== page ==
It isn't that people do not have biases, we all do. It isn't that we don't tend to favor news sources which favor that bias, we tend to. It isn't even that people will take opinion pieces and treat them as factual reports, that's quite common. He's technically right in all those parts. The problem with his argument is that all of it is about how they used to be trusted because they were the only game in town.

That doesn't argue against bias it argues against the ability of people to perceive bias. Certainly people see bias where there isn't any, I take pains to point that out when I see it happening - most of my series on media bias was about how things weren't really bias at all. To be fair, I noted that most cases of false bias are due to incompetence and other bad things, but still: not bias.

The thing is, most people are willing to admit they have a bias, that they see things one way and that's their opinion and understanding of the world. Certainly people will be very confident and even strident in their opinions, you wouldn't hold that opinion if you didn't think it was true, but most recognize that they are on the right or left, and that there are others on the other side. Too many people on the left - especially in mainstream establishment left like academia and news media - don't have that accurate self perception.

They don't think they have one of many political or worldview choices, they think they are simply realists. The "reality-based community" as one pundit tried to put it a few years ago. They don't see differing opinions as being mistaken or alternate possibilities, but as being just crazy. They don't see themselves as being biased or left wing, they think they are moderate and normal. This is just how it is, and if you disagree, you're a radical.

ProstitutionThat's why they think President Obama is "more conservative than Reagan" or not a socialist. That's why they think someone who is on the right isn't just wrong or showing a difference of opinion but crazed, dangerous, radical, and extremist. Its partly why they were so extreme in their reaction to the Tea Party movement and embraced the Occupy movement (other than just rank political posturing). The Tea Party was full of crazies, possibly dangerous, a source of fear. The Occupy guys are rambunctious and youthful, but perfectly reasonable and right.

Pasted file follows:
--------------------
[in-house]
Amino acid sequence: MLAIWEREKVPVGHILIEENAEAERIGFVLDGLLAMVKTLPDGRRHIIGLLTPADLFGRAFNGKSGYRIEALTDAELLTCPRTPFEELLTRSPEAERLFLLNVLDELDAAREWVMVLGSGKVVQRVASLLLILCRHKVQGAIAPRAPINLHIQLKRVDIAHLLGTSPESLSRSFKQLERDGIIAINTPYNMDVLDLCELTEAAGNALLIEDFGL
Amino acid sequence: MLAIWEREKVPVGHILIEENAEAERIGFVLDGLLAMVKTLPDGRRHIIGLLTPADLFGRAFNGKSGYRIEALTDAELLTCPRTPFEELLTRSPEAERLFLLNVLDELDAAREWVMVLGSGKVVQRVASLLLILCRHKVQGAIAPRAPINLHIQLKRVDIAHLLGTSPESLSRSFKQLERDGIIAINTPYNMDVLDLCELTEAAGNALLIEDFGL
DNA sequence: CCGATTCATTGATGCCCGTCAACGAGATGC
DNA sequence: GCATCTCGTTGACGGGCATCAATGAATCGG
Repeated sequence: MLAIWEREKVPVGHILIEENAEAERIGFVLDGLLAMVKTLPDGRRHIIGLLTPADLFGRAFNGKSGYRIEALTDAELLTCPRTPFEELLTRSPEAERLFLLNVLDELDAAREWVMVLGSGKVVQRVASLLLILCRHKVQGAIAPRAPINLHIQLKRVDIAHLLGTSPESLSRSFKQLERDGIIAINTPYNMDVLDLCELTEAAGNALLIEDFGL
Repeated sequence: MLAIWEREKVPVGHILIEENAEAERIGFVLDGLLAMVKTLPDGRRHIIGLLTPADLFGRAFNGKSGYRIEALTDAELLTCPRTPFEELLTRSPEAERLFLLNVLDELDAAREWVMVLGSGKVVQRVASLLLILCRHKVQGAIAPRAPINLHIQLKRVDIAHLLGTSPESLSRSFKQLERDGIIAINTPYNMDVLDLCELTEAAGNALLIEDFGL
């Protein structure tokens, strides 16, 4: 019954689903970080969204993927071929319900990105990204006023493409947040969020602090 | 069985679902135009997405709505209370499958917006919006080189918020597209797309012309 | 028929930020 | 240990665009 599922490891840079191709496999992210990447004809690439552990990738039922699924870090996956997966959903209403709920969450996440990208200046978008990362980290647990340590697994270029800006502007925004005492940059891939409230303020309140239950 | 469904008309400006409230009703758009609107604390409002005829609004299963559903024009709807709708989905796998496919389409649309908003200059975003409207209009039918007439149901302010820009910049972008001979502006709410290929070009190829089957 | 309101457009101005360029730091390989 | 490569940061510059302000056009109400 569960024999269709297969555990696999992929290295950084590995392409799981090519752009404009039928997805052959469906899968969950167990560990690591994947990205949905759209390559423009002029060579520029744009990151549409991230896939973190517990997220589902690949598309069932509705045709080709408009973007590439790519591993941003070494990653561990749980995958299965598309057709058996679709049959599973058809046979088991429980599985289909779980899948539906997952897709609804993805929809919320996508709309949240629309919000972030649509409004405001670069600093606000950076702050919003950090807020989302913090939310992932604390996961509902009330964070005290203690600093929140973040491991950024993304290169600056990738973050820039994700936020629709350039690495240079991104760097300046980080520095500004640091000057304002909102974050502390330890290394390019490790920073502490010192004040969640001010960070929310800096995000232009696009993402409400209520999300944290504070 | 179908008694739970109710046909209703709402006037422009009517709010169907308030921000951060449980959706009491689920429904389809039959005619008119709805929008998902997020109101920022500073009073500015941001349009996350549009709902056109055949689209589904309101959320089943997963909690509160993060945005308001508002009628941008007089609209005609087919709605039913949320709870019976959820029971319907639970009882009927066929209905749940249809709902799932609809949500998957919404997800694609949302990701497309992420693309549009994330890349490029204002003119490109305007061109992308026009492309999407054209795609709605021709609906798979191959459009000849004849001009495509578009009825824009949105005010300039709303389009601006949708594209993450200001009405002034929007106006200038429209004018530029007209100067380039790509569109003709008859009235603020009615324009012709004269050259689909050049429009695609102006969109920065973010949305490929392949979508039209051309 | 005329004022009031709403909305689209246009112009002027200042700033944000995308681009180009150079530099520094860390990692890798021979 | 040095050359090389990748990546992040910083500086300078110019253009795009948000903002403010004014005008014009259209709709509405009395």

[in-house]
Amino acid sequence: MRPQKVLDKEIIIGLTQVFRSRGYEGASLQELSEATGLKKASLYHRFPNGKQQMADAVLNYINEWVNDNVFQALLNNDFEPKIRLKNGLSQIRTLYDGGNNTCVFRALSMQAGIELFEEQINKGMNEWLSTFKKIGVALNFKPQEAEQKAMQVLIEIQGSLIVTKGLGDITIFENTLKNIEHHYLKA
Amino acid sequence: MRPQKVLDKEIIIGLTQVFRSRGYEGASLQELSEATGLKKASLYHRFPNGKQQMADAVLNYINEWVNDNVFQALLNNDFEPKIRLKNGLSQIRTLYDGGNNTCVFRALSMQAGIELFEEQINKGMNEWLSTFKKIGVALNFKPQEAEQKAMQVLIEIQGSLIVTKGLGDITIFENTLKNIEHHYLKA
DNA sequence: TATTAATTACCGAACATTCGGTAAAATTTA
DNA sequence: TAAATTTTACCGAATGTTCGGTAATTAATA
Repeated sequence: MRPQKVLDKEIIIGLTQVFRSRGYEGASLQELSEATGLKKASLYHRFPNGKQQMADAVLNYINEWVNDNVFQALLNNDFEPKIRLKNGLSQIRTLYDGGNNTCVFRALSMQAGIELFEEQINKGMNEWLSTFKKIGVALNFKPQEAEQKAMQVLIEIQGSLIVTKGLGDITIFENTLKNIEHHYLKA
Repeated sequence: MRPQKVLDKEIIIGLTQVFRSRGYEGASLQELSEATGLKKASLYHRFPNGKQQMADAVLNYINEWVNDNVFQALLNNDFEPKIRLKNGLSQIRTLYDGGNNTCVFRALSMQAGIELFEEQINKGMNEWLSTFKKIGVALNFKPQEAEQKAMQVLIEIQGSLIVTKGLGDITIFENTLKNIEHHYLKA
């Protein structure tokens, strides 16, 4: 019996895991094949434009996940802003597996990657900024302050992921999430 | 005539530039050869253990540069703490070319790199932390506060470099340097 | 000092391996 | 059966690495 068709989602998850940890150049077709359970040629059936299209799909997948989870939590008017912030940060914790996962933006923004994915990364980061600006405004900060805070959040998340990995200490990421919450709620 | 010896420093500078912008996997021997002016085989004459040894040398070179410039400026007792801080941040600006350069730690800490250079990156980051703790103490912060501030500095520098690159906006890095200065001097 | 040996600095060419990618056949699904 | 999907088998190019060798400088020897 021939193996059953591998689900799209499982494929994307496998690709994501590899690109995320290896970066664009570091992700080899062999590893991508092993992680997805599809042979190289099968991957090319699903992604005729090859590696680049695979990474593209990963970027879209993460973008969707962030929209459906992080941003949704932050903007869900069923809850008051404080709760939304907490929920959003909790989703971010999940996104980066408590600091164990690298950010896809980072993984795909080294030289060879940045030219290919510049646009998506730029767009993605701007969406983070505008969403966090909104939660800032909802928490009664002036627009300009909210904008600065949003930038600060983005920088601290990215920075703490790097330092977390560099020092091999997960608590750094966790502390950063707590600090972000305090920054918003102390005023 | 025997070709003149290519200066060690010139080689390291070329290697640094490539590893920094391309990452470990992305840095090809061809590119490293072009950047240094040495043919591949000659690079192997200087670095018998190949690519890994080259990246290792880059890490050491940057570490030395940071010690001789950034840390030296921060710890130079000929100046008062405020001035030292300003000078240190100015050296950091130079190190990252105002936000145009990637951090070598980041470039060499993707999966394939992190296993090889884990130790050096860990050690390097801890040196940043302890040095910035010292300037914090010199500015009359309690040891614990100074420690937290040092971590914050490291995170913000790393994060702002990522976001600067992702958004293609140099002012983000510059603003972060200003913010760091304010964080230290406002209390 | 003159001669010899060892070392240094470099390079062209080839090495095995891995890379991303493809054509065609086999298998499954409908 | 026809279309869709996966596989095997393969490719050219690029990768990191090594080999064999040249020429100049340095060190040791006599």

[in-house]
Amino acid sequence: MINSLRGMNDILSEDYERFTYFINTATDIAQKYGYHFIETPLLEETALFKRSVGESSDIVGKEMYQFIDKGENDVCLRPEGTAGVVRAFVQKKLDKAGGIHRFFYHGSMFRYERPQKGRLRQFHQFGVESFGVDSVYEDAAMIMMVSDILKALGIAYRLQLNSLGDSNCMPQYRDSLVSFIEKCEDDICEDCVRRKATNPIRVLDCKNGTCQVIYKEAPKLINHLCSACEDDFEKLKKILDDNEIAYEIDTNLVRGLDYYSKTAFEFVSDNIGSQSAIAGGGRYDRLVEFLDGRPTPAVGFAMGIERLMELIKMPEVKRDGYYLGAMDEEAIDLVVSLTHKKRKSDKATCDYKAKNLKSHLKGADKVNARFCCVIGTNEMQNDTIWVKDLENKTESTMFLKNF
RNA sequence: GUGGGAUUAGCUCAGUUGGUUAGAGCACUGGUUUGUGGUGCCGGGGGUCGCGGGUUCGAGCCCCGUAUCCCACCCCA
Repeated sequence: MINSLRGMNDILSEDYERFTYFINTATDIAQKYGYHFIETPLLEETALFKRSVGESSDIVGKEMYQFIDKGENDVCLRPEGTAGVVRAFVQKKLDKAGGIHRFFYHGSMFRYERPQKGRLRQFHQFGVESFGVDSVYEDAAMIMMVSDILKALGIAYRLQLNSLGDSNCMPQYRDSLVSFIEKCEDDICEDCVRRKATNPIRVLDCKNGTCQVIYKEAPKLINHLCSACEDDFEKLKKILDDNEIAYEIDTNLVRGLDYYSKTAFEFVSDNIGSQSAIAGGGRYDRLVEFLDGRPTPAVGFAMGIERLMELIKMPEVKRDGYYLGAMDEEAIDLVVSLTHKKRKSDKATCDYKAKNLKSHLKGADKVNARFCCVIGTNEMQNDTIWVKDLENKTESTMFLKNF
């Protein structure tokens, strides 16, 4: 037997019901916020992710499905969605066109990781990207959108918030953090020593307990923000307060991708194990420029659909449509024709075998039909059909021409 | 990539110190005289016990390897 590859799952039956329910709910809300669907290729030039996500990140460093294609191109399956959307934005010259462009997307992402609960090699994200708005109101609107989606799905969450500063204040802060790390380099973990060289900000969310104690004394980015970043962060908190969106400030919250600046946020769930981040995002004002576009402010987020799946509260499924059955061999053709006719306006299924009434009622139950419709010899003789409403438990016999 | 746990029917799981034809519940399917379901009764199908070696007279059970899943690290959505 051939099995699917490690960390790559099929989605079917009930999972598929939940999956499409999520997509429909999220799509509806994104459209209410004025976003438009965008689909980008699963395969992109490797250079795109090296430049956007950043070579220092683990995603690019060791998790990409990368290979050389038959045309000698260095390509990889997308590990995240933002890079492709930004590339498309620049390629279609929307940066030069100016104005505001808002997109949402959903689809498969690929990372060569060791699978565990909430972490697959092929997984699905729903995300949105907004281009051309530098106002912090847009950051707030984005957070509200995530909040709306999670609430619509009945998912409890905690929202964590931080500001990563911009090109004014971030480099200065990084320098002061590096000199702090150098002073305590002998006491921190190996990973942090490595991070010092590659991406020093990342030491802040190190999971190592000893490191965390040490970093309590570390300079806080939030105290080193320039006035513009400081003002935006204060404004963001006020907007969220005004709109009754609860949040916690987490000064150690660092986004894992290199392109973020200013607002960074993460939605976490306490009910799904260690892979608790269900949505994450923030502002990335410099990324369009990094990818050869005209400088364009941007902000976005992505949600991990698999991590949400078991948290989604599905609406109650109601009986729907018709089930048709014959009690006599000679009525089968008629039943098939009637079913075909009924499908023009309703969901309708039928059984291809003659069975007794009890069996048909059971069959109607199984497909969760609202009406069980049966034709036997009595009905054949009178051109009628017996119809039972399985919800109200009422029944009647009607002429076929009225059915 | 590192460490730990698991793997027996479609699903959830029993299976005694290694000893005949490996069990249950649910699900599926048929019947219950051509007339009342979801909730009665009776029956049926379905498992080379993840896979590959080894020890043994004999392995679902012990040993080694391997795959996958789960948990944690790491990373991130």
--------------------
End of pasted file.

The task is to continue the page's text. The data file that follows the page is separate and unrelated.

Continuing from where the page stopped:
So when someone like that examines the news, they don't - and perhaps cannot - see bias, they just see good reporting. Of course Sarah Palin is a dangerous idiot who must be vetted ten times as much as Barack Obama. Of course the Republican legislation will starve babies and shove old ladies off a cliff. Of course Mitt Romney is a radical right winger. That's not bias, those are just accurate statements of fact, they think.

When you're so left leaning you are almost horizontal, upright people look radically tilted. So sure, this guy and the researcher didn't see bias. So in his opinion: it must be you that's the problem. How dare you question the news media like that?

*Hat tip Ace of Spades HQ for this story

1 comment:

T.K. Tortch said...

I think you are essentially correct, in that the degree of bias in the legacy media hasn't changed so much as how it's expressed. However, I do think there's another factor at work in that the Media's collective sense of responsibility to competently and fairly perform its core function has eroded, and badly. If we had the Media of 1992, the Obama Administration wouldn't just be taking on water and listing to port, it would have already broken apart, sunk, and be marked only by the burning oil slick over its wreck.

The Clinton Administration enjoyed a great deal of Media softballing, distractive handwaving, and obfuscation, but it was still subjected to plenty of withering media scrutiny and frank reportage from legacy sources. As though even the average liberal journalist's instinct to report on hypocrisy, corruption, and incompetence didn't diminish just because a Liberal was in charge.

I think that's been lost entirely.